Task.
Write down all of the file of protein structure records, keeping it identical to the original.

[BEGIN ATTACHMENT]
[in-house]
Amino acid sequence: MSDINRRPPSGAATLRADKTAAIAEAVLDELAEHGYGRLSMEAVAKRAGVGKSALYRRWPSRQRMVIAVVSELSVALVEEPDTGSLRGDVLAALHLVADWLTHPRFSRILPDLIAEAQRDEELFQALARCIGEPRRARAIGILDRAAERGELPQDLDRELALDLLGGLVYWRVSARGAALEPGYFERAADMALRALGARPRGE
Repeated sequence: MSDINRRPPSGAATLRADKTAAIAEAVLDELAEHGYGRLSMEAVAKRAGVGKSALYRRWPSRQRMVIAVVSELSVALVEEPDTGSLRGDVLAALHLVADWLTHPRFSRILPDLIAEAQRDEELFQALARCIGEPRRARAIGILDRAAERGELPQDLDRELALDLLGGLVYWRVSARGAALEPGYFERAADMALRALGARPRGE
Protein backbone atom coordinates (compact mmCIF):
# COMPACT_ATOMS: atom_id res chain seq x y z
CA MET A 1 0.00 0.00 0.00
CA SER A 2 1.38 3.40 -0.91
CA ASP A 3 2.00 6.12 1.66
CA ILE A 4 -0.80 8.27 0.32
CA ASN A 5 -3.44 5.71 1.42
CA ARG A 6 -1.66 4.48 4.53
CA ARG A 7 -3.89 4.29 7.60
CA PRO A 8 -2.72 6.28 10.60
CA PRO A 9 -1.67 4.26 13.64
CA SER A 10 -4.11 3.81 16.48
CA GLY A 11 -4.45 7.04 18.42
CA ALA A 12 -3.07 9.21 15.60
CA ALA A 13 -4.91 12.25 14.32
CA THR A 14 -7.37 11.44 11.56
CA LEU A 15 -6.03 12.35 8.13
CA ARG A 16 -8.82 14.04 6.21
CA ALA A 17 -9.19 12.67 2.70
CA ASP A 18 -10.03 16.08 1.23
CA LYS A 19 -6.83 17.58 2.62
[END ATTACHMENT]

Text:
[in-house]
Amino acid sequence: MSDINRRPPSGAATLRADKTAAIAEAVLDELAEHGYGRLSMEAVAKRAGVGKSALYRRWPSRQRMVIAVVSELSVALVEEPDTGSLRGDVLAALHLVADWLTHPRFSRILPDLIAEAQRDEELFQALARCIGEPRRARAIGILDRAAERGELPQDLDRELALDLLGGLVYWRVSARGAALEPGYFERAADMALRALGARPRGE
Repeated sequence: MSDINRRPPSGAATLRADKTAAIAEAVLDELAEHGYGRLSMEAVAKRAGVGKSALYRRWPSRQRMVIAVVSELSVALVEEPDTGSLRGDVLAALHLVADWLTHPRFSRILPDLIAEAQRDEELFQALARCIGEPRRARAIGILDRAAERGELPQDLDRELALDLLGGLVYWRVSARGAALEPGYFERAADMALRALGARPRGE
Protein backbone atom coordinates (compact mmCIF):
# COMPACT_ATOMS: atom_id res chain seq x y z
CA MET A 1 0.00 0.00 0.00
CA SER A 2 1.38 3.40 -0.91
CA ASP A 3 2.00 6.12 1.66
CA ILE A 4 -0.80 8.27 0.32
CA ASN A 5 -3.44 5.71 1.42
CA ARG A 6 -1.66 4.48 4.53
CA ARG A 7 -3.89 4.29 7.60
CA PRO A 8 -2.72 6.28 10.60
CA PRO A 9 -1.67 4.26 13.64
CA SER A 10 -4.11 3.81 16.48
CA GLY A 11 -4.45 7.04 18.42
CA ALA A 12 -3.07 9.21 15.60
CA ALA A 13 -4.91 12.25 14.32
CA THR A 14 -7.37 11.44 11.56
CA LEU A 15 -6.03 12.35 8.13
CA ARG A 16 -8.82 14.04 6.21
CA ALA A 17 -9.19 12.67 2.70
CA ASP A 18 -10.03 16.08 1.23
CA LYS A 19 -6.83 17.58 2.62